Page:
Since 2004 England-based artist Simon Beck has strapped on a pair of snowshoes and lumbered out into the freshly fallen snow at the Les Arcs ski resort in France to trample out his snow art – distinctly geometric patterns, footprint by footprint. Each work takes between 6 hours and two days to complete.

“Small Foot snowshoes are an amazing product that works surprisingly well, wearing them feels more like walking in a hiking boot rather than conventional rigid plastic snow shoes. They weigh the same as rigid shoes and can be deflated and crammed into a space about the size of a pair of running shoes. They consist of a fat heavy air tube in a sleeve and a web binding.

The Smallfoot inflatable snow shoes come with some extras, including a spare tube and air pump.

The people who would buy this product would be expected to have experience of bicycles and would not need much in the way of instructions for use. I needed a little help with figuring out how the use the bindings to attach it, but once that was achieved the bindings did their job well, and there was no difficulty removing the snowshoes at the end of the day despite being frozen.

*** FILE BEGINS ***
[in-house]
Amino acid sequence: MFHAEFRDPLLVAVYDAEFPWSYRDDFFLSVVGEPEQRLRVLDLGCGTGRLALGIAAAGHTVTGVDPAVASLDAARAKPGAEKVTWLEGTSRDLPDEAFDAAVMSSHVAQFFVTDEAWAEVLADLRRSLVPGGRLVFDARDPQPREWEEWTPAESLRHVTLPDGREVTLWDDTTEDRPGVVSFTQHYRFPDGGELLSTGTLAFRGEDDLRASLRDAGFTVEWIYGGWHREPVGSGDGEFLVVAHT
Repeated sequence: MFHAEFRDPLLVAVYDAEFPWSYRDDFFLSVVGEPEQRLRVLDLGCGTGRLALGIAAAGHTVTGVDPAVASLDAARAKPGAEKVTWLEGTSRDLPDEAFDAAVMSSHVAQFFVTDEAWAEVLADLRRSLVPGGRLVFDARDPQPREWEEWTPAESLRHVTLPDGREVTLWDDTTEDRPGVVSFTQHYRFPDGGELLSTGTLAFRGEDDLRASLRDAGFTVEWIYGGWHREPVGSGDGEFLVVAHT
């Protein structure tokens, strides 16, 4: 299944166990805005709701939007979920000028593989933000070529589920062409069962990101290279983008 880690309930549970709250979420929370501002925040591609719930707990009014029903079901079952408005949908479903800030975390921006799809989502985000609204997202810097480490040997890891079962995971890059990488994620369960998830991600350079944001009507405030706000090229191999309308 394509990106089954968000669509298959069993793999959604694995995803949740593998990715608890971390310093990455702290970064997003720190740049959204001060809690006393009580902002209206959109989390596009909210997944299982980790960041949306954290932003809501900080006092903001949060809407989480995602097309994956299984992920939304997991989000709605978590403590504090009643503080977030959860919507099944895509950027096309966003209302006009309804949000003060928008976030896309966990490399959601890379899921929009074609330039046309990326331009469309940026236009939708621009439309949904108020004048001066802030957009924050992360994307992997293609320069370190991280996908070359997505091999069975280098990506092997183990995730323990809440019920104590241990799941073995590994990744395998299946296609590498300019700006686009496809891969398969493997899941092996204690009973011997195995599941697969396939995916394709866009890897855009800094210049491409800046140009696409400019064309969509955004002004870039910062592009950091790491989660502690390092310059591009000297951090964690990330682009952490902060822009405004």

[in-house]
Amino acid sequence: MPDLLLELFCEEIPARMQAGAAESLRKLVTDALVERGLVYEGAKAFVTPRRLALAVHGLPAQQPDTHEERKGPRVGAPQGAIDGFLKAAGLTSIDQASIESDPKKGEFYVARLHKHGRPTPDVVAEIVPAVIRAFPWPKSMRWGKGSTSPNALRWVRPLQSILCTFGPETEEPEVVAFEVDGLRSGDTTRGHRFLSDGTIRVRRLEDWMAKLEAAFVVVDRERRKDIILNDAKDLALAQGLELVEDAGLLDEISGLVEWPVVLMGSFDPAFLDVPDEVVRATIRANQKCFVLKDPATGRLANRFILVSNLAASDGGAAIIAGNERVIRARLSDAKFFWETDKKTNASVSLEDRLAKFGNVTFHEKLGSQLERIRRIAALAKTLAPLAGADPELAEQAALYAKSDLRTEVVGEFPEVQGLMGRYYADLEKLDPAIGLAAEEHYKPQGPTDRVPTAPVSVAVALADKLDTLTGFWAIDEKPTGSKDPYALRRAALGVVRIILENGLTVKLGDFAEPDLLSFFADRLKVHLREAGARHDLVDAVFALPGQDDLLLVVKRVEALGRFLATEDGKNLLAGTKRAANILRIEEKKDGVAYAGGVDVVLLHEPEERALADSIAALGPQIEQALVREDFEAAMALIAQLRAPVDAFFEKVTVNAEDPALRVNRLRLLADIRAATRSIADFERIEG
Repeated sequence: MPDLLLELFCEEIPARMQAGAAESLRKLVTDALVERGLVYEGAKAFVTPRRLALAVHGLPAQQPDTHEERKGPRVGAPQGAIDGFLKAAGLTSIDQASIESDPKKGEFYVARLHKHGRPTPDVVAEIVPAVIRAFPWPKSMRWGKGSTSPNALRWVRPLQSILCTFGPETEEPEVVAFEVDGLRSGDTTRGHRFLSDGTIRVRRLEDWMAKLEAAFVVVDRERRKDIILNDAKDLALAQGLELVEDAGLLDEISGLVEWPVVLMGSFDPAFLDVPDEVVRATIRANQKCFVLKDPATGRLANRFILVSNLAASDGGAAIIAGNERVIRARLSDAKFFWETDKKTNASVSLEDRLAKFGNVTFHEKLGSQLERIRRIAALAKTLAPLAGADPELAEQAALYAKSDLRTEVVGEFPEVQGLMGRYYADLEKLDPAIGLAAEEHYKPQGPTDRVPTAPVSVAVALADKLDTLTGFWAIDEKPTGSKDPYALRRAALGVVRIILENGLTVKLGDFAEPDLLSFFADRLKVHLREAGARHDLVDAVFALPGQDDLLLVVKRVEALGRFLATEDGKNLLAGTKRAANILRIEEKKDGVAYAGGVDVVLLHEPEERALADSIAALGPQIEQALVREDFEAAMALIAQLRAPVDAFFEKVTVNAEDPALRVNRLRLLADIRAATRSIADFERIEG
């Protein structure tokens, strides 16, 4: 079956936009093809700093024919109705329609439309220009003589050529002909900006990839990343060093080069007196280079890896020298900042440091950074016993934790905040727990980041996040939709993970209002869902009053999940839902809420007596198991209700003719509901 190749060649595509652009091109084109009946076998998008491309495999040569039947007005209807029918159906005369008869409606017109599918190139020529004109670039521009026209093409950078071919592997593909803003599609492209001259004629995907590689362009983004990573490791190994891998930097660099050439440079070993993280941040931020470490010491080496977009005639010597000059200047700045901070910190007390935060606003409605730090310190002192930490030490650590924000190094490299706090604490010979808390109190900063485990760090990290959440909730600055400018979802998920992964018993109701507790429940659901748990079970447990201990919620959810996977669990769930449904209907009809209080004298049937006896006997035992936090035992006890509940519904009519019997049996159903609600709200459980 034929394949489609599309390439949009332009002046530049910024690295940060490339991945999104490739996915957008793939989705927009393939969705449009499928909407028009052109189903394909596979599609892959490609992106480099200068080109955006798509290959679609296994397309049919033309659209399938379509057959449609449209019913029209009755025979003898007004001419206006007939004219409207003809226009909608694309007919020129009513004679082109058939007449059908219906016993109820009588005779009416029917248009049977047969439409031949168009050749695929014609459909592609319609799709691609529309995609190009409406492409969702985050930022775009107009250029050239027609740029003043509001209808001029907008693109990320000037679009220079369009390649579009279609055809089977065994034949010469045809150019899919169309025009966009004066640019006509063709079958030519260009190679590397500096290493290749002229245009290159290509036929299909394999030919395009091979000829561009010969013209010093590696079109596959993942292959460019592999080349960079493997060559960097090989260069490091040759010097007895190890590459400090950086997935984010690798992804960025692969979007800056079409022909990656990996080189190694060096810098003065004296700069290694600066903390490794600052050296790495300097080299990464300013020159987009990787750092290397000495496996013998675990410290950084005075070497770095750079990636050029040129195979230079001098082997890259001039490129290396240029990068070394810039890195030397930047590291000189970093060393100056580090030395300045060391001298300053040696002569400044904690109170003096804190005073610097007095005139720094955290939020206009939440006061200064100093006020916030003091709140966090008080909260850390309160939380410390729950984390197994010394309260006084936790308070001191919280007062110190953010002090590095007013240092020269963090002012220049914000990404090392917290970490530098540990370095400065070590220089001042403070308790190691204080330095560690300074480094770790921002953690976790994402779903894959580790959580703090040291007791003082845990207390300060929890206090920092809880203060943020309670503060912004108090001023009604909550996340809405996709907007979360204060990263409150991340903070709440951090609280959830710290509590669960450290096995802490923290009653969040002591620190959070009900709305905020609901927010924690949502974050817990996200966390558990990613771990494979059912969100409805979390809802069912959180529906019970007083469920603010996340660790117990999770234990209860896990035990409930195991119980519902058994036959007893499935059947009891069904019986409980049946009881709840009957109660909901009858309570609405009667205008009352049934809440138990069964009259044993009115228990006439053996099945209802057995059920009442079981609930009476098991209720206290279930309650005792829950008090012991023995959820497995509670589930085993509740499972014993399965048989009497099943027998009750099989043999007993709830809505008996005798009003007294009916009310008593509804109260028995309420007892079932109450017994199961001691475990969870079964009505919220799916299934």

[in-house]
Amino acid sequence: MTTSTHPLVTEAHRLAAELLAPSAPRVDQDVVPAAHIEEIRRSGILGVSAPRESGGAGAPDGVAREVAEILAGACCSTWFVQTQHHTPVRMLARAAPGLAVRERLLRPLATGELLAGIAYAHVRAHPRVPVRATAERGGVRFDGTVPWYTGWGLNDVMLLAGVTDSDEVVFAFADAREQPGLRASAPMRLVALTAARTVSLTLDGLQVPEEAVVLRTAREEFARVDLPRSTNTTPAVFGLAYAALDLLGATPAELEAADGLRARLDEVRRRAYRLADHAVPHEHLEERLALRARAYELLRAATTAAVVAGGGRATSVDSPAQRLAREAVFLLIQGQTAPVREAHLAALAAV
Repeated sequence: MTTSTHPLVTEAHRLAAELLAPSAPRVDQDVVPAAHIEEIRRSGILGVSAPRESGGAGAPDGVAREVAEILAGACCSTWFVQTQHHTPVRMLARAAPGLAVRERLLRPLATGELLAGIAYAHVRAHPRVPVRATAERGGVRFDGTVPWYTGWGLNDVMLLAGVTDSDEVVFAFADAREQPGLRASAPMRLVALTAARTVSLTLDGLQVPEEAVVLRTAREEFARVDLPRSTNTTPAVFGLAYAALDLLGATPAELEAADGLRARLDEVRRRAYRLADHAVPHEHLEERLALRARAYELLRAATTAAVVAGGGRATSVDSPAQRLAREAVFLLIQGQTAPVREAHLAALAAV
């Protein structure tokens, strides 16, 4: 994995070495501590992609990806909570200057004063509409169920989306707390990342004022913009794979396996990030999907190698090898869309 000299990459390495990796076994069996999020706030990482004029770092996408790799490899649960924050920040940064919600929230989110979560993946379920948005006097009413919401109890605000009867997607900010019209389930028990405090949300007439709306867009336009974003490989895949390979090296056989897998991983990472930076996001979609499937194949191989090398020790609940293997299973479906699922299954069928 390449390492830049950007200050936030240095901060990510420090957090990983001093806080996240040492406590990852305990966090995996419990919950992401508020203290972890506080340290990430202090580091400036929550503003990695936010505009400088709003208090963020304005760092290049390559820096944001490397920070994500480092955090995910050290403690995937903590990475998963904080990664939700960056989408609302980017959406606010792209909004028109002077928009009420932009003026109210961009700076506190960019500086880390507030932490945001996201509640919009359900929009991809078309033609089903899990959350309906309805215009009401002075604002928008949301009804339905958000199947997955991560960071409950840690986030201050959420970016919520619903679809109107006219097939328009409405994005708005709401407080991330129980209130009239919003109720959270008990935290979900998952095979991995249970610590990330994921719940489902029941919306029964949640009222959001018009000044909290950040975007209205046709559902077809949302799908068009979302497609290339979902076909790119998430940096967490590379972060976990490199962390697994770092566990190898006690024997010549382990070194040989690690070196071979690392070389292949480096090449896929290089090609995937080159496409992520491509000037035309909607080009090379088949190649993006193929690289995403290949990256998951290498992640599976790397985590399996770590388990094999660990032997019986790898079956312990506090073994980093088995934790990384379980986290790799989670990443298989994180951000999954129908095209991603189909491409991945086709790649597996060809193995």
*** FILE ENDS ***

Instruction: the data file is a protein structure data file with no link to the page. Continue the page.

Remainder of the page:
Once in soft snow the SmallFoot snowshoes feel remarkably good, and I soon forgot I was not wearing the conventional snowshoes I usually use. There is a slightly bouncy feel about them which I liked, also the front does not get stuck in the snow so that you have to pull your foot back, which is an occasional annoyance with rigid snowshoes.

The smallfoots come with a detachable crampon but no equivalent of the small spikes that rigid snowshoes are equipped with. This is a feature I have not tested because of the joints in the front of my feet being wrecked from accidents and age. There is no equivalent of the hinge and heel lift that rigid snow shoes feature, but the smallfoots are fairly flexible, and feel like halfway between wearing hiking boots and snowshoes.

When we were filming in Grindlewald we had a guide with us and he tried the inflatable shoes. He said he liked them, and commented they felt like walking in ordinary boots.”